A nonpartisan roundtable on voting Tuesday night in the Coulee Region proved informative and hopeful, as state and local officials discussed questions on the minds of many when it comes to voting this year.
The event, “Vote Safe Project: Your Vote Counts,” featured voices from both sides of the aisle who spoke about how to cast your ballot in the upcoming Nov. 3 election under circumstances that seem to change every day.
“Regardless of our differences of party, or differences about specific issues, we all fundamentally believe that every voter in Wisconsin, who’s eligible to vote, should be able to cast a ballot, and that they should be able to do so safely,” said Wisconsin Attorney General Josh Kaul, a Democrat.
“No matter the outcome, making sure that it’s an outcome that reflects the will of the voters, that’s a principal that crosses party lines,” Kaul said.
Misinformation, fast-changing court rulings and a global pandemic have thrown a lot of worries in the way of voters this election cycle. But officials had a resounding message to curb those worries: Make a plan and vote early.
“Take away any doubt about what will happen,” with a possible last-minute court order or slow mail times, said former Attorney General JB Van Hollen, a Republican. “Vote early.”
Here are other topics and concerns panelists covered during the roundtable:
Ways to vote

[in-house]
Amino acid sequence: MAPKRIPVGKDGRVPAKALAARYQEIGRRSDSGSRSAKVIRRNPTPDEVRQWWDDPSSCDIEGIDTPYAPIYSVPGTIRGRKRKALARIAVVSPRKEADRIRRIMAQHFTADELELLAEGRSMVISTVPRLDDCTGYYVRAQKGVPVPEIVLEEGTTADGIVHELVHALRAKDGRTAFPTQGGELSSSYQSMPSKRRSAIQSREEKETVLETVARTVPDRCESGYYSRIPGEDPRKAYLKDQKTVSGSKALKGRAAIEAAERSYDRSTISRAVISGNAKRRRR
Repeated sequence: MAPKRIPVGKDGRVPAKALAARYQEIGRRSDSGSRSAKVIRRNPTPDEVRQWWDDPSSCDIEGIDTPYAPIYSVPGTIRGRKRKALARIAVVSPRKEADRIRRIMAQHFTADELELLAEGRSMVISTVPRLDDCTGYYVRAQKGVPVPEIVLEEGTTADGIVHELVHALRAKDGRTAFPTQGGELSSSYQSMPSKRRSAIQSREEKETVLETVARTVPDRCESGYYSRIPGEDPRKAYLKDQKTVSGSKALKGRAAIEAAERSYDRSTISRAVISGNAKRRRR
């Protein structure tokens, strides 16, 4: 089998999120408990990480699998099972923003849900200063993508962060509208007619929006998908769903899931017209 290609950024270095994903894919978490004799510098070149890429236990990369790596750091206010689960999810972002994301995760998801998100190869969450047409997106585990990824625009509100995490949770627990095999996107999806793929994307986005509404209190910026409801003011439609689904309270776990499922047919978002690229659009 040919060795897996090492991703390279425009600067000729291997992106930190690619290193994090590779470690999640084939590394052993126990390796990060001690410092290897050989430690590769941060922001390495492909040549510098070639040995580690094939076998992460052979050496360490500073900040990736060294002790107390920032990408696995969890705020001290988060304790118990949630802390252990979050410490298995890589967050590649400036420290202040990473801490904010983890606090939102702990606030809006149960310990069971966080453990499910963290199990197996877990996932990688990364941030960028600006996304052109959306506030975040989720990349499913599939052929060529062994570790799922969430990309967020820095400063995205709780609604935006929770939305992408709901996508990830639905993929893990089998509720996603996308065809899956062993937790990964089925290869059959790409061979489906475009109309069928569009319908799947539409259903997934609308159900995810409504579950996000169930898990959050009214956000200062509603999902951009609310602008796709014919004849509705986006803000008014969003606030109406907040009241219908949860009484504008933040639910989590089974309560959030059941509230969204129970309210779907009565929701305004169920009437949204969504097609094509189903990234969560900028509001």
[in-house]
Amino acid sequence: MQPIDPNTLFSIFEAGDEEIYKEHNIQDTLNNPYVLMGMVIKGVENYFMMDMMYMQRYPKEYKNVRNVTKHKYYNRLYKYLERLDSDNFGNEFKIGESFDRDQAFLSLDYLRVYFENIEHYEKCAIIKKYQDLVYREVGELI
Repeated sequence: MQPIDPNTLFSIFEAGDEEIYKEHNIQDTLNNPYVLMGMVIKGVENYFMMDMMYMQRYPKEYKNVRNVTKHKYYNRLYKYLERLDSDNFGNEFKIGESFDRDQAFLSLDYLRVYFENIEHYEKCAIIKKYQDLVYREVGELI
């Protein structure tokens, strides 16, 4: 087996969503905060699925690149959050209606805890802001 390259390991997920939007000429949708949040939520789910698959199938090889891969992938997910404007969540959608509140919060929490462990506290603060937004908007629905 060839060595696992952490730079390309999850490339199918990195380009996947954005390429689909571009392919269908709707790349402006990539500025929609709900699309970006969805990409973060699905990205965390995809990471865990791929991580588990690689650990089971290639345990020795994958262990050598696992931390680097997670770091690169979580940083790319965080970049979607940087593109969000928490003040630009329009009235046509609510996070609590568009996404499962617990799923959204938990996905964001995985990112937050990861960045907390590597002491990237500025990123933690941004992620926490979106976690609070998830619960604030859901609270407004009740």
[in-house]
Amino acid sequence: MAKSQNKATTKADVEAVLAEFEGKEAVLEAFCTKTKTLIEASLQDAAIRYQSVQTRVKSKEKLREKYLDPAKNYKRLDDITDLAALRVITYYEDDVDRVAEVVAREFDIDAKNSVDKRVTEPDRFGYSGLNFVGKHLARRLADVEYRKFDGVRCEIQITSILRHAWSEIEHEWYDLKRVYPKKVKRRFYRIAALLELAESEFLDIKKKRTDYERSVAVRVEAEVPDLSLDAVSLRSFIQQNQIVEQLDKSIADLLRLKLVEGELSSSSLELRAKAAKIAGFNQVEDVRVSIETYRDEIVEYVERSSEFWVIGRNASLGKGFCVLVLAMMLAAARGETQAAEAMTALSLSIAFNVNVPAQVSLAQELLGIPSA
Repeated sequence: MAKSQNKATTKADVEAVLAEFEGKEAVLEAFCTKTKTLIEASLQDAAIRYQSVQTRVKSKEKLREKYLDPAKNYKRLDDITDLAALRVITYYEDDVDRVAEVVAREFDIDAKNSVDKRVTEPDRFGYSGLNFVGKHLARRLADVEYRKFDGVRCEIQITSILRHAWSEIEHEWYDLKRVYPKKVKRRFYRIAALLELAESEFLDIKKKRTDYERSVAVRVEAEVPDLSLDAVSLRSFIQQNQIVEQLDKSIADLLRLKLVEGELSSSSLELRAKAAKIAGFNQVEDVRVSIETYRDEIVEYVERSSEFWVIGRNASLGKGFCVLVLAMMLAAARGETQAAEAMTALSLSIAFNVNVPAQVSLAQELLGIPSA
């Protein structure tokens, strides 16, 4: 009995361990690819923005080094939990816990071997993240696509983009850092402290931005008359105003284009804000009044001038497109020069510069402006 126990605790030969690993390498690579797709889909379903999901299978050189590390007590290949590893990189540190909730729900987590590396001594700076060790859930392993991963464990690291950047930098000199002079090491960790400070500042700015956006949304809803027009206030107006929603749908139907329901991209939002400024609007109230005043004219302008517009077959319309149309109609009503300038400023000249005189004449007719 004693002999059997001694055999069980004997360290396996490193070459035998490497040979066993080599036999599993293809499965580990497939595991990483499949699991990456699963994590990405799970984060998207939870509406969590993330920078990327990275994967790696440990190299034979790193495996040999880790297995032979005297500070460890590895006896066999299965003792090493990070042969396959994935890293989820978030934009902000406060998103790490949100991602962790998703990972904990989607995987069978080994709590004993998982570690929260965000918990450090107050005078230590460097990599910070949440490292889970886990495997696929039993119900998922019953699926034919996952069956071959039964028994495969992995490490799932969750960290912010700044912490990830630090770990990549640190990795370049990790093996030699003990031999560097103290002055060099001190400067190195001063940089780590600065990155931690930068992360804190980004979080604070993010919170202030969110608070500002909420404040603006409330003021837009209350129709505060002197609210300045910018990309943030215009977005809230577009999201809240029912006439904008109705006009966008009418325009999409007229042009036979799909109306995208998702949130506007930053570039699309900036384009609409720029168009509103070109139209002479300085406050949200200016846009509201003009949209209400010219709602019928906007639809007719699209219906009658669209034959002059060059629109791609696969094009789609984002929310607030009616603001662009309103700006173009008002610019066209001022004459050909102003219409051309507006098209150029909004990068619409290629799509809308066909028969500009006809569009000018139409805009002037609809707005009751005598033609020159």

Wisconsin has had for some time, several ways to vote in an election.
“We can have a lot of confidence in our process because at its core is the same basic process that we here in Wisconsin have had for years and years and years,” Kaul said.
Before voting, make sure you’re registered. You can do that ahead of time, either online at myvote.wi.gov or by mail, both by Oct. 14, or at your clerk’s office by Oct. 30.
Wisconsin also offers same-day registration, so you can handle it when you go to your polling place to vote on Nov. 3. You’ll just need proof of residence and your ID.
Here are ways you can cast your ballot this November:
You can request an absentee ballot through the mail until Oct. 29, but officials said don’t wait that long to account for mail-time and other factors.
Typically, all absentee ballots must be received by your clerk by the time polls close on election night. But this week, a judge ruled to extend that deadline, so that any ballot postmarked for Nov. 3 had an additional six days to reach your clerk.
That ruling is likely to face appeal, though, so officials say don’t count on extra time.
To request an absentee ballot you’ll need a state-issued ID, which you can upload a photo of to myvote.wi.gov to use.